yet know in which of these tissues the interaction between HIV-1
and ?4?7is most relevant. Moreover, ?4?7?CD4?T cells have
also been found in genital mucosa (3, 14), and we detected ?4?7?
CD4?T in cervical cytobrush samples. In this regard, the genital
mucosa does not contain well-organized immune-inductive sites;
instead, it relies upon ?4?7highCD4?T cells trafficking from
more organized immune-inductive sites, including Peyer’s
patches (29). Thus, we cannot exclude the possibility that the
initial and most relevant interaction between HIV-1 and ?4?7
occurs in the genital mucosa in the earliest days following
exposure. Whether this interaction involves free virions, infected
cells, or virions sequestered by dendritic cells (15, 30) remains to
In conclusion, we have demonstrated that ?4?7demarcates a
In rectum and colon biopsies, the highest frequency of metaboli-
cally activated CD4?T cells appears in the ?4?7highpopulation.
Although there are other markers of activation on CD4?T cells,
in close physical proximity to the CD4 receptor and because it
mediates the trafficking of CD4?T cells to the gut tissues that are
an ideal environment to firmly establish infection after sexual
transmission. Noting that sexual transmission occurs inefficiently,
we propose that, by interacting with ?4?7, HIV-1 increases the
likelihood of successful infection following exposure at mucosal
surfaces. In future studies, it will be important to determine at
which point during sexual transmission the interaction between
HIV-1 and ?4?7is most relevant, and in addition whether targeting
this interaction can contribute to strategies designed to prevent
Cells and Reagents. Freshly isolated PBMCs were obtained from healthy donors
tor. (A) A Western blot stained with a an integrin ?7
polyclonal antisera of cell lysates derived from ?4?7high
CD4?T cells treated or not with the crosslinking re-
agent DTSSP followed by coprecipitation with protein
A agarose beads and the CD4 mAb OKT4 (lane 1),
IgG1?DTSSP (lane 2), and OKT4?DTSSP (lane 3). A
recombinant soluble ?4?7was run directly as a positive
control (lane 4). These results are representative of
three independent experiments. (B) A schematic de-
picting approximate sizes of ?4?7, CD4, and a gp120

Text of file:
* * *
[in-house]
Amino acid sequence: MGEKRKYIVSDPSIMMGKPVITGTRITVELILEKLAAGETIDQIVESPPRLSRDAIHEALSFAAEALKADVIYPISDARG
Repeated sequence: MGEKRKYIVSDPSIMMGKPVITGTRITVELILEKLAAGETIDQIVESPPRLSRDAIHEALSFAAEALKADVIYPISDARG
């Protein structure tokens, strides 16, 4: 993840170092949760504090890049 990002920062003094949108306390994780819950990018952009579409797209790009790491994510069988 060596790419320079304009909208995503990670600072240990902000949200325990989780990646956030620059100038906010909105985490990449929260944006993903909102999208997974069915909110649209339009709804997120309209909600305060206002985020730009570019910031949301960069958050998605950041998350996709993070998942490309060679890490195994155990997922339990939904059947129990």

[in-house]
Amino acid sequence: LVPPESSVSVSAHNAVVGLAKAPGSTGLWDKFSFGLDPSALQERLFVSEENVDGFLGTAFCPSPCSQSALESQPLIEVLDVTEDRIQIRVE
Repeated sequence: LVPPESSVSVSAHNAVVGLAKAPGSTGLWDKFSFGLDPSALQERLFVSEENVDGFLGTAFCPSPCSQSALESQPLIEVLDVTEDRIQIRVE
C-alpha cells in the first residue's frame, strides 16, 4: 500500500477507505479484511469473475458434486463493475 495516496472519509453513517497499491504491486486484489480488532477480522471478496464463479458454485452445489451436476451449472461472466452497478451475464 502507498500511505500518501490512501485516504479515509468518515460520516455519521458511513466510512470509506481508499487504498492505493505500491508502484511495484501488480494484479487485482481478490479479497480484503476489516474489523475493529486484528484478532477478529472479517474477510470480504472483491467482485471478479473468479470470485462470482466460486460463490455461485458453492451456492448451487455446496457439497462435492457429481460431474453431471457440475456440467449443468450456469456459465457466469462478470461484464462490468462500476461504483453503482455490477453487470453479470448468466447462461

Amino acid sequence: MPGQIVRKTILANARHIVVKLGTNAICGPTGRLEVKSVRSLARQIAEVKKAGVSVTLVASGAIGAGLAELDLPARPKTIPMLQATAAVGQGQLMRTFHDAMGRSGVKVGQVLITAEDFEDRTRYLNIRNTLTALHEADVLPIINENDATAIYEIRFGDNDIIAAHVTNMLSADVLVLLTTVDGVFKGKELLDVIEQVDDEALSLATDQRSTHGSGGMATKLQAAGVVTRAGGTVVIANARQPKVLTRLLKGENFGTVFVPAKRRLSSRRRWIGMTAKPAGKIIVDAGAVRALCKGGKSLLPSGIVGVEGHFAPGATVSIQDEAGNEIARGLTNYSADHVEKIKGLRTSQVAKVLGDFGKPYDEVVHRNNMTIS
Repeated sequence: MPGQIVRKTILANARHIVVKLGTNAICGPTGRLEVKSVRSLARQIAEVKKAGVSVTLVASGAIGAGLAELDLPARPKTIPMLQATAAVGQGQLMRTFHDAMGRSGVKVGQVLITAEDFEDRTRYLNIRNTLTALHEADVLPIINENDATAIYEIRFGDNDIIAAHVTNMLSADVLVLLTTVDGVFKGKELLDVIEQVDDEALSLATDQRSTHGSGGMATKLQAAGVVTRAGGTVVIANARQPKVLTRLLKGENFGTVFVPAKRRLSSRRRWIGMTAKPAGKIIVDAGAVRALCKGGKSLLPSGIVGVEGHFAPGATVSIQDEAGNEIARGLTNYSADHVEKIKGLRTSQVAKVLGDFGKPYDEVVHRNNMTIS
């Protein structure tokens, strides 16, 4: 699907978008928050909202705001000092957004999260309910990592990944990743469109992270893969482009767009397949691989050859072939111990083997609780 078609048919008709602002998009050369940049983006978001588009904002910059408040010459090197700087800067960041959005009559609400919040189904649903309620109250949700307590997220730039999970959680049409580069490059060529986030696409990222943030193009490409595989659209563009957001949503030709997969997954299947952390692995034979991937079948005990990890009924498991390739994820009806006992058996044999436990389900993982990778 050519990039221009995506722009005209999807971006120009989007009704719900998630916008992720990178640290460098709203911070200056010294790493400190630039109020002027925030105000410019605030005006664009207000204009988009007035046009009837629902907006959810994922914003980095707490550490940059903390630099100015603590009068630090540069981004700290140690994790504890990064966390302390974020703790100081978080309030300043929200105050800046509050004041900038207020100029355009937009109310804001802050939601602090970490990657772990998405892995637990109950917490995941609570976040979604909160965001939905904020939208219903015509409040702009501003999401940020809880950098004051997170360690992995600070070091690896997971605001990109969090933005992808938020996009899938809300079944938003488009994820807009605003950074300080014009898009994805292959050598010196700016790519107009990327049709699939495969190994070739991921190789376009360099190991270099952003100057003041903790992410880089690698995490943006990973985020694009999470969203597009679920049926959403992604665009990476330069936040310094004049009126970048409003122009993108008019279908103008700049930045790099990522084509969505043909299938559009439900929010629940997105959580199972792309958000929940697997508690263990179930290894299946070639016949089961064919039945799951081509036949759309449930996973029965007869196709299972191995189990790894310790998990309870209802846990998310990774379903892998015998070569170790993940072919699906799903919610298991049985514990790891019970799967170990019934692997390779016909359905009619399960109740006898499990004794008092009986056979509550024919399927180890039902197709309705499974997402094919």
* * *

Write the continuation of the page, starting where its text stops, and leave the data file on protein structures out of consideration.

Integrin ?7coprecipitates with the CD4 recep-
Cicala et al.PNAS ?
December 8, 2009 ?
vol. 106 ?
no. 49 ?
by negative selection using magnetic beads (StemCell Technologies). Cultured
CD4?T cells were activated with OKT3, IL2 (20 IU/mL) and RA (10 nM) unless
otherwise specified. Separation of ?4?7highvs. ?4?7low-negsubsets was carried out
using negative selection with mAbs CCR7 (150503) and CCR5 (2D7) followed by
magnetic selection with anti-mouse beads (Miltenyl). Gut-derived cells were
from each specified tissue/site and treated with collagenase (Sigma) using stan-
a study protocol approved by the Research Ethics Boards at the University of
Toronto and the Kenyatta National Hospital (Nairobi, Kenya). Retinoic acid was
obtained from Sigma Chemical. Integrin mAbs were purchased from Serotech,
Chemicon and R&D Systems, while other surface marker antibodies were pur-
was purchased from Lifespan Biosciences. Act-1 was provided by Dr. Stephen
used in conjunction with BD permeabilization buffer. Some mAbs were directly
recombinant envelope proteins were described in refs. 9 and 32. The full-length
chimeric proviral clone AD8-SF162 (33) was provided by Ronald L. Willey.
HIV Infection. AD8-SF162 was produced by transient transfection into 293T
fibroblasts. Viral stocks were normalized by p24 antigen ELISA (Perkin-Elmer).
washed and resuspended in fresh media containing RA and IL2. Viral replication
was measured by intracellular p24 staining (mAb RD1, Beckman Coulter) after
fixation and permeabilization using cytofix-cytoperm (BD Biosciences) or by p24
GAG antigen ELISA of culture supernatants.
Flow Cytometry Binding Assays. Cells were stained with fluorescein-labeled
with both mouse and human IgG. Staining buffer was freshly prepared and
MnCl2unless otherwise specified. Buffer without divalent cations contained 10
biotinylation reagent Pierce) followed by PE-conjugated neutravidin (Pierce).
Data were obtained using a BD FACSCalibur.